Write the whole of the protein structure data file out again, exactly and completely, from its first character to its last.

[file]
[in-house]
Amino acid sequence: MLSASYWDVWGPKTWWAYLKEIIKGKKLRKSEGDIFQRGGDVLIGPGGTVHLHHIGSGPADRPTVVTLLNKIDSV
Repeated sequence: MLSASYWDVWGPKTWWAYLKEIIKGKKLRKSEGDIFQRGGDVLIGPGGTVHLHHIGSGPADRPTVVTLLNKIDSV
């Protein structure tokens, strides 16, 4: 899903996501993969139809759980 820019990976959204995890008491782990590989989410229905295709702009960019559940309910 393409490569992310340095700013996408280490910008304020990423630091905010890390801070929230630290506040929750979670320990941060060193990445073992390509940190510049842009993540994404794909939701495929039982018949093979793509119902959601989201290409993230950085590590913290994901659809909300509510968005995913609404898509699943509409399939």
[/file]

[in-house]
Amino acid sequence: MLSASYWDVWGPKTWWAYLKEIIKGKKLRKSEGDIFQRGGDVLIGPGGTVHLHHIGSGPADRPTVVTLLNKIDSV
Repeated sequence: MLSASYWDVWGPKTWWAYLKEIIKGKKLRKSEGDIFQRGGDVLIGPGGTVHLHHIGSGPADRPTVVTLLNKIDSV
């Protein structure tokens, strides 16, 4: 899903996501993969139809759980 820019990976959204995890008491782990590989989410229905295709702009960019559940309910 393409490569992310340095700013996408280490910008304020990423630091905010890390801070929230630290506040929750979670320990941060060193990445073992390509940190510049842009993540994404794909939701495929039982018949093979793509119902959601989201290409993230950085590590913290994901659809909300509510968005995913609404898509699943509409399939």